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Other titles in the Great Passenger Trains series:
Baltimore & Ohio's Capitol Limited and National Limited (Great Passenger Trains)
Synopses & Reviews
Inaugurated in 1923 and 1925, respectively, the Baltimore & Ohio’s Capitol Limited and National Limited became household names in cross-country transportation. Their outstanding service and cuisine offered in Pullman sleepers and the railroad’s renowned dining cars quickly established both trains as market leaders.
This authoritative and illustrated history from Joe Welsh, one of the most-respected passenger train experts in the United States, provides railfans with an in-depth study of both trains’ motive power rolling stock, services, and facilities through each train’s demise. Dozens of archival black-and-white and color photography from collections around the country, depict the Capitol Limited and National Limited all along their respective Baltimore–Washington–Chicago and Baltimore–Washington–St. Louis routes. Complementing the rare and evocative photography are period ads, timetables, and menus, all comprising a stunning visual account of the heyday of passenger train travel aboard two of the nation’s finest “name” trains.
Welsh also delves into B&O passenger operations dating as early as the 1880s, describes the roles of major players in the railroad’s passenger operations, examines the railroad’s 1938 entry into the streamline era, and analyzes the B&O’s major competitors. In addition, special tables describe Capitol and National Limited consists, and Welsh even re-creates a typical journey aboard the 1960 National Limited.
The illustrated, authoritative story of two of America’s best-known lines, linking the nation’s capital with Chicago and St. Louis.
The illustrated, authoritative story of two of America's best-known lines, linking the nation's capital with Chicago and St. Louis.
With 40-plus years of passenger service already to its credit, the Baltimore & Ohio Railroad in 1923 inaugurated the Baltimore–Washington–Chicago Capitol Limited. Two years later, it followed with the Baltimore–Washington–St. Louis National Limited. The two trains would become renowned for outstanding services and cuisine.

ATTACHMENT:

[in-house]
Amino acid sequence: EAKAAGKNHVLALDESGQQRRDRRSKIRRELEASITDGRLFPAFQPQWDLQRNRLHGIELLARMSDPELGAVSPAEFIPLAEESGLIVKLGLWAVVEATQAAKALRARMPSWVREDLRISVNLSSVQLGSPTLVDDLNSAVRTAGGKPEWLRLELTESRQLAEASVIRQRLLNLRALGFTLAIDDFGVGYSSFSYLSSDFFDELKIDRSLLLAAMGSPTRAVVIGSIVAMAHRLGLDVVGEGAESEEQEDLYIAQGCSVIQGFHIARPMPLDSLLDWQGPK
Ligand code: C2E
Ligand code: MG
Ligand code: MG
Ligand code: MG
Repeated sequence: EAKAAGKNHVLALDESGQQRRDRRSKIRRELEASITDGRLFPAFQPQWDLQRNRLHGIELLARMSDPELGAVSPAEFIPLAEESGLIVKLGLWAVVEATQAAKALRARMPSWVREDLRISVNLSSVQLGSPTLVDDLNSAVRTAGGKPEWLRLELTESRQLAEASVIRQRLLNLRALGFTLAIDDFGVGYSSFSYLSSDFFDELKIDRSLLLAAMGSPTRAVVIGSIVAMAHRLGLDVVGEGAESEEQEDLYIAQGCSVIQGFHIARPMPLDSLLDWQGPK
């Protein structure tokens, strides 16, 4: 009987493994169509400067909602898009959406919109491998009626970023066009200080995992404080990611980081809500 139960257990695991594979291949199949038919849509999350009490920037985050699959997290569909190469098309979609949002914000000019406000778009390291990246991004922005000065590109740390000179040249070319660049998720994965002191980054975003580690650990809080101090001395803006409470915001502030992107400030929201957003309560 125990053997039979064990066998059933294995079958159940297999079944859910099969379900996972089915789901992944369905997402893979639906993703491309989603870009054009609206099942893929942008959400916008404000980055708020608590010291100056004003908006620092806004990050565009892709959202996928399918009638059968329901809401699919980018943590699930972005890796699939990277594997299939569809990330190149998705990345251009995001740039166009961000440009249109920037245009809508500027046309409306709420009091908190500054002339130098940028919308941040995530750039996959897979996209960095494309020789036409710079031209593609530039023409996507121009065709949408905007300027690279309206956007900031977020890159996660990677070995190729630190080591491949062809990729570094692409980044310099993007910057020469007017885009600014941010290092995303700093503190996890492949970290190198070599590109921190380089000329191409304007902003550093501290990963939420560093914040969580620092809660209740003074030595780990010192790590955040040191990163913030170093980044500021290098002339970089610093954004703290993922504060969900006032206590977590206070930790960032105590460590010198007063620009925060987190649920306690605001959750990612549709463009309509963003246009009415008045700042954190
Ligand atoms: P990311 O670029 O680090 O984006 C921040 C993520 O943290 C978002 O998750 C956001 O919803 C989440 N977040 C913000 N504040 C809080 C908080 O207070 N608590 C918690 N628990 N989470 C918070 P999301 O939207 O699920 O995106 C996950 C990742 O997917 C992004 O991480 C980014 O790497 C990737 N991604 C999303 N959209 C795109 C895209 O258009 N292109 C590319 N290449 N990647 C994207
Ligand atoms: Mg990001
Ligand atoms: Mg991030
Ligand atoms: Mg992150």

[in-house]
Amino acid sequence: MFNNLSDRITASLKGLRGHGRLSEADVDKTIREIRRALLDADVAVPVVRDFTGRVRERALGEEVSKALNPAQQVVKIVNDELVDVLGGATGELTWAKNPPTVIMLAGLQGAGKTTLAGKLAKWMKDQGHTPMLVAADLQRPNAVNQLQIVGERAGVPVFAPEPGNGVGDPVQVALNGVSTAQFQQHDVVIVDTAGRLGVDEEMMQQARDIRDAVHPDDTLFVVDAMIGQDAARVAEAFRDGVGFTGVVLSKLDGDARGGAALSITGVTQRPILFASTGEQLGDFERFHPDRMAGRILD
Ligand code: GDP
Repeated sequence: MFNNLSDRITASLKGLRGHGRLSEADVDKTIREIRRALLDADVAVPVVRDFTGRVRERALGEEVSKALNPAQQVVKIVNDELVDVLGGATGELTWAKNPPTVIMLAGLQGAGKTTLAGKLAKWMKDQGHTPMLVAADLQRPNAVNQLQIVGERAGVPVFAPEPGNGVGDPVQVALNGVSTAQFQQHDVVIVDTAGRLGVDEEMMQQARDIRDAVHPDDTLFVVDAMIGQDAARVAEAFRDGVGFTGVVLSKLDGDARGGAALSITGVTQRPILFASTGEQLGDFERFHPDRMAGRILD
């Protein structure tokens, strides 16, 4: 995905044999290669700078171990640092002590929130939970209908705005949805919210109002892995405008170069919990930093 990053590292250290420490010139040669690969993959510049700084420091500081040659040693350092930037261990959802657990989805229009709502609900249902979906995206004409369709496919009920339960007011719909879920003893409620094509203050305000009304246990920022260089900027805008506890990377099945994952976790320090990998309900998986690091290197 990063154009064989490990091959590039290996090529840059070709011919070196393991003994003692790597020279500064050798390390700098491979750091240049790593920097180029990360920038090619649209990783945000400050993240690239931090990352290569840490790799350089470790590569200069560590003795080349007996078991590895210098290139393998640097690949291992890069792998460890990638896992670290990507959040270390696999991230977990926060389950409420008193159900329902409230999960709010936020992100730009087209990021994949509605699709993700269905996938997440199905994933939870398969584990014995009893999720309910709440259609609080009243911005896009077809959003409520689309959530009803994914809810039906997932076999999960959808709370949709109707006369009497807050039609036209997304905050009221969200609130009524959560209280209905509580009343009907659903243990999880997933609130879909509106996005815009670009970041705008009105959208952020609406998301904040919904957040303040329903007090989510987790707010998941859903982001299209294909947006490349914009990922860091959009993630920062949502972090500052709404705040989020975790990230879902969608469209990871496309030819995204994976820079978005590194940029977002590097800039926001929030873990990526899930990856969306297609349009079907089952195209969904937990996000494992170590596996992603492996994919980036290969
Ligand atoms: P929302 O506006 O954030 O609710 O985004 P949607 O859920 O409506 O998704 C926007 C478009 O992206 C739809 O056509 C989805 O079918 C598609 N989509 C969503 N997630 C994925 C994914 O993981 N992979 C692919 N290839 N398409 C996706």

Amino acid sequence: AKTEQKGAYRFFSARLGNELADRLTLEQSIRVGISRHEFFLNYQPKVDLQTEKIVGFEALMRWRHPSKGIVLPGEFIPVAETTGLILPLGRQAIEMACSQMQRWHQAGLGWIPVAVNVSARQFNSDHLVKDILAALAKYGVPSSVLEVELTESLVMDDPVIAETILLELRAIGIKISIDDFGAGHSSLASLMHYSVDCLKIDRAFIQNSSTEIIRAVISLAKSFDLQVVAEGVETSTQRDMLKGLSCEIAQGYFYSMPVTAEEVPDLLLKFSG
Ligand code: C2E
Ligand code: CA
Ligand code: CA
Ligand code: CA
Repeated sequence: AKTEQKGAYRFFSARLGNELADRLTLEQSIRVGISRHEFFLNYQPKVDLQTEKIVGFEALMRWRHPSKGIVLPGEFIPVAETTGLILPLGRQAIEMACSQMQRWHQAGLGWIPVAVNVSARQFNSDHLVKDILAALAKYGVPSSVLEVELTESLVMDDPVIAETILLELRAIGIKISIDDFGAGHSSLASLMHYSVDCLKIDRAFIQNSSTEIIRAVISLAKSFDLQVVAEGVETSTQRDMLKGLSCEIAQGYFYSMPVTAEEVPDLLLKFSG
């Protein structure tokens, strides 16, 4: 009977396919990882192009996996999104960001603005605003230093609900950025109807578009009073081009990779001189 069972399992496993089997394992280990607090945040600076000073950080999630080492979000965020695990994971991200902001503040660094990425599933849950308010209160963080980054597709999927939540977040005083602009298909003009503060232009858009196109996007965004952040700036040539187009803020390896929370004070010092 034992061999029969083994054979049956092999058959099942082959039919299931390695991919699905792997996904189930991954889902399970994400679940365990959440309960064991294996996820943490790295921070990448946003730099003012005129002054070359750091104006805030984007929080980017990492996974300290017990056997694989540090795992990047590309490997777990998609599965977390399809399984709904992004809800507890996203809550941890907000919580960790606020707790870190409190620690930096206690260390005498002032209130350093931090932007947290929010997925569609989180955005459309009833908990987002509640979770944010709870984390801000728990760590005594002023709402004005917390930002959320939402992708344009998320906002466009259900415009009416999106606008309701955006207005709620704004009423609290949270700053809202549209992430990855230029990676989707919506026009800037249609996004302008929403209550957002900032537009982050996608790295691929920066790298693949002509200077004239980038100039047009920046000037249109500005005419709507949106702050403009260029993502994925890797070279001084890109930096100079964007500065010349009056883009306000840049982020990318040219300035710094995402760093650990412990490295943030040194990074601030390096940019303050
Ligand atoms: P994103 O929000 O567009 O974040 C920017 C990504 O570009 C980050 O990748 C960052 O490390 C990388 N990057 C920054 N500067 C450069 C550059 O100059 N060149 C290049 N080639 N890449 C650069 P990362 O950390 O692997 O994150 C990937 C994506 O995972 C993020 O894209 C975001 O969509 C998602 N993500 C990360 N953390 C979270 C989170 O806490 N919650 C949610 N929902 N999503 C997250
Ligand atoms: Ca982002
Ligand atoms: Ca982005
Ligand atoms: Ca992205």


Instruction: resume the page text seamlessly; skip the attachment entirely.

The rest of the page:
Noted passenger-train authority Joe Welsh (Travel by Pullman and Pennsylvania Railroad’s Broadway Limited), takes readers along on a marvelously illustrated account describing the development, motive power, and amenities of both trains from the heavyweight era through their respective demises in 1971 and 1968. Illustrated throughout with rare archival photography in both black-and-white and color, along with period ads, timetables, and menus, this look back at the heyday of the passenger train in America also describes the Capitol’s and National’s principle competitors, as well as their B&O running mates. The result is a fitting tribute to one of the most celebrated “name” trains in the annals of U.S. railroading.
In 1923 the Baltimore and Ohio's Capitol Limited started its travels between Baltimore, Washington, D.C., and Chicago. Two years later the B&O's National Limited linked the nations capital to St. Louis. Almost at once the two lines became household names, famous for the outstanding service and cuisine offered in their Pullman sleepers and renowned dining cars.
About the Author
Joe Welsh is a transportation planner for the City of Auburn, Washington. A regular contributor to TRAINS magazine, Welsh has appeared on the History Channel and is the author of nine books, including The American Railroad, Classic American Streamliners, Travel by Pullman, and Pennsylvania Railroad’s Broadway Limited.
Table of Contents
Chapter 1 A Trip on the National Limited, February 1960
Chapter 2 Predecessors and Early Years, 1880s–1923
Chapter 3 The Standard Heavyweight Era, 1923–1938
Chapter 4 The Streamlined Era, 1938–1958
Chapter 5 An Honorable Retreat, 1958–1971
Chapter 6 Running Mates
Chapter 7 The Competition
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